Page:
• Fig. 4 PRDM15 orchestrates transcriptional programs governing A/P patterning and brain development in the mouse embryo.

    (A) Unbiased clustering heat map of the entire transcriptome in WT (n = 8) versus Prdm15lacz/lacz KO (n = 10) E6.5 embryos, analyzed by RNA sequencing. Heat maps of differentially expressed genes from the indicated GO categories (B) and KEGG pathway (C) identified as top hits in the RNA sequencing. Light and dark blue rectangles on the right side indicate genes whose promoter region is directly bound by PRDM15 in ESCs only or both in ESCs and E6.5 embryos, respectively. (D) Snapshots of representative PRDM15 ChIP tracks (UCSC genome browser). Examples of conserved target genes (binding sites) between E6.5 embryos (blue) and ESCs (orange) are shown.

  • Fig. 5 PRDM15 is a master transcriptional regulator of the NOTCH and WNT/PCP pathways, and its targets are mutated in a large cohort of patients with HPE.

    (A) Functional groups identified by protein association network analysis of PRDM15 target genes mutated in patients with HPE using STRING. (B) mRNA levels of the indicated genes in ESCs; the respective genotypes are indicated in the lower panel. Expression levels were normalized to Ubiquitin (Ubb), and Prdm15fl/fl (empty vector) was used as reference. Rspo1 expression levels were used as positive control in Fig. 1D. Data shown are from three independent experiments (n = 3). (C) Enrichment of PRDM15 binding on promoter regions of the indicated target genes in ESCs—respective genotypes are indicated in the lower panel—as measured by ChIP-qPCR. ChIP on the Rspo1 promoter was used as a positive control for PRDM15 binding. Depicted is the average enrichment [data from three independent cell cultures (n = 3)] over percent of input. In (B) and (C), the endogenous mouse Prdm15 has been deleted by the addition of OHT (50 nM) after ectopic expression of WT or mutant human PRDM15. In (B) and (C), center values, mean; error bars, SD. Student’s t test (two sided) was used to determine significance.

Supplementary Materials

  • Supplementary material for this article is available at http://advances.sciencemag.org/cgi/content/full/6/2/eaax9852/DC1

    Fig. S1. Functional characterization of PRDM15 mutations associated with SRNS and microcephaly/HPE.

    Fig. S2. Constitutive and conditional Prdm15 KO alleles.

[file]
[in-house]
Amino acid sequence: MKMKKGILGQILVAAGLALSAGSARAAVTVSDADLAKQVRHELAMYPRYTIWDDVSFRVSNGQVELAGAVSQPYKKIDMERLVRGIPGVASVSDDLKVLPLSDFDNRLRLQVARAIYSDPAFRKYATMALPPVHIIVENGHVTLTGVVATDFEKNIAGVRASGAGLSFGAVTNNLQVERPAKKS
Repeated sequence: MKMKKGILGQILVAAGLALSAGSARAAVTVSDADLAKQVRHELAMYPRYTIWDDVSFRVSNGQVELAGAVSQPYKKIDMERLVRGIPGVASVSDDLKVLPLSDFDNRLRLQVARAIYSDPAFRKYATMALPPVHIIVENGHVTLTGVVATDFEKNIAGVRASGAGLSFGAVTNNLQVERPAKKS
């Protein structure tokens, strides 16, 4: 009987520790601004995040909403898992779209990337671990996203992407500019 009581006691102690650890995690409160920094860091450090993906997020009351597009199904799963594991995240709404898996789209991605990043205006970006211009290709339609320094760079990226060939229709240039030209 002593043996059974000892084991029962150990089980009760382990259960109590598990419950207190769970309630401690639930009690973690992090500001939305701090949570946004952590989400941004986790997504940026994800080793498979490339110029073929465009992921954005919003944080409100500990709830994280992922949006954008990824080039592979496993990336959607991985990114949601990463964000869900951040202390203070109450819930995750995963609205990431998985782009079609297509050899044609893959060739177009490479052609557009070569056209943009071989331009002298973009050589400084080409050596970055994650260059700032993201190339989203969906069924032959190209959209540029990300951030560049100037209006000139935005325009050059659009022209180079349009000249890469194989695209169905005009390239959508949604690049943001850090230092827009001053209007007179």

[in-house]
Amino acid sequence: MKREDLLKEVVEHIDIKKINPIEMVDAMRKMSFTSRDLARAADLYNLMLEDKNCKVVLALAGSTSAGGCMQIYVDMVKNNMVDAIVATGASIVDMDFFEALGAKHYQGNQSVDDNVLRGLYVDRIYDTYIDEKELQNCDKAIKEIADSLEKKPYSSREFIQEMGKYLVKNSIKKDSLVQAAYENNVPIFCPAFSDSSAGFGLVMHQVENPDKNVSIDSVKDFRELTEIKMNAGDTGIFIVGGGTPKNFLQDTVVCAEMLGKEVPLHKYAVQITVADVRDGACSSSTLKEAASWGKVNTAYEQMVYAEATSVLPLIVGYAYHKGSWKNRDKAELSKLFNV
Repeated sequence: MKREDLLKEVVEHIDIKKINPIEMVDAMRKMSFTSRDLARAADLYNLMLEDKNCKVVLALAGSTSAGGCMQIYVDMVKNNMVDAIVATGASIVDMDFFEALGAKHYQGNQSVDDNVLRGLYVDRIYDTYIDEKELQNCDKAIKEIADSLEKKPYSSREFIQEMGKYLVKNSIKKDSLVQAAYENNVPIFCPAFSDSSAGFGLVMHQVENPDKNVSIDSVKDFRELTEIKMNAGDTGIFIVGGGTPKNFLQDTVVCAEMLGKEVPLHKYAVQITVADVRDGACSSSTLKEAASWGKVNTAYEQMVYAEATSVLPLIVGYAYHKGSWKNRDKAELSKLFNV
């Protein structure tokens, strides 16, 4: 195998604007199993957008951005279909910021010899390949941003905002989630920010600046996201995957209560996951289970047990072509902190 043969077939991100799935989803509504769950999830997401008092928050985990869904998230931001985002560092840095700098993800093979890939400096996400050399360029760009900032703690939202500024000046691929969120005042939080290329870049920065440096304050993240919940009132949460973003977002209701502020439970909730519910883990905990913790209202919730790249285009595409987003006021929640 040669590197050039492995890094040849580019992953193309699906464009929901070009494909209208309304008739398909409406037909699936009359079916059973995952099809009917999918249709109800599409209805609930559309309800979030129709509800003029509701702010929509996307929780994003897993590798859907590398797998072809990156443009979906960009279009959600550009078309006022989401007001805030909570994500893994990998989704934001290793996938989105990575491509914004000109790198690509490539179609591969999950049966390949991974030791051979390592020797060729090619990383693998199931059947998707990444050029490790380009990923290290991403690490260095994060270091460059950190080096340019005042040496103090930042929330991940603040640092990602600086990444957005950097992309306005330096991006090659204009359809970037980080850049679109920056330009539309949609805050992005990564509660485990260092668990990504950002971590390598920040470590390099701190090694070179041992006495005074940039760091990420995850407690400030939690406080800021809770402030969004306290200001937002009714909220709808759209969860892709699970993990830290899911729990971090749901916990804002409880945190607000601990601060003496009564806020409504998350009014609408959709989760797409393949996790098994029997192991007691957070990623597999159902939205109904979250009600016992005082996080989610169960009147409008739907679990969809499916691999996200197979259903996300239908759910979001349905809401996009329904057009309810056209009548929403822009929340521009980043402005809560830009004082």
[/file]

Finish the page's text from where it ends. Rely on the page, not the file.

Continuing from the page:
Fig. S3. Sox2-Cre epiblast-specific deletion of Prdm15 recapitulates the Prdm15Lacz phenotype.

    Fig. S4. Identification of PRDM15 transcriptional targets in the pre-gastrula mouse embryo.

    Fig. S5. CRISPR-Cas9–mediated knock-in of the mouse C842 mutation in ESCs.

    Fig. S6. mC842Y/hC844Y substitution is an LOF mutation.

    Table S1. ChIP-sequencing and RNA-sequencing analysis.

    Table S2. Genetic variants of PRDM15 target genes associated with HPE.

    Table S3. Oligonucleotides used for site-directed mutagenesis and mutation knock-in.

    Table S4. qRT-PCR primers and ChIP-qPCR primers.

  • Supplementary Materials

    The PDFset includes:

    • Fig. S1. Functional characterization of PRDM15 mutations associated with SRNS and microcephaly/HPE.
    • Fig. S2. Constitutive and conditional Prdm15 KO alleles.
    • Fig. S3. Sox2-Cre epiblast-specific deletion of Prdm15 recapitulates the Prdm15Lacz phenotype.
    • Fig. S4. Identification of PRDM15 transcriptional targets in the pre-gastrula mouse embryo.
    • Fig. S5. CRISPR-Cas9–mediated knock-in of the mouse C842 mutation in ESCs.
    • Fig. S6. mC842Y/hC844Y substitution is an LOF mutation.

    Download PDF

    Other Supplementary Material for this manuscript includes the following:

    • Table S1 (Microsoft Excel format). ChIP-sequencing and RNA-sequencing analysis.
    • Table S2 (Microsoft Excel format). Genetic variants of PRDM15 target genes associated with HPE.
    • Table S3 (Microsoft Excel format). Oligonucleotides used for site-directed mutagenesis and mutation knock-in.
    • Table S4 (Microsoft Excel format). qRT-PCR primers and ChIP-qPCR primers.

    Files in this Data Supplement:

Stay Connected to Science Advances

Navigate This Article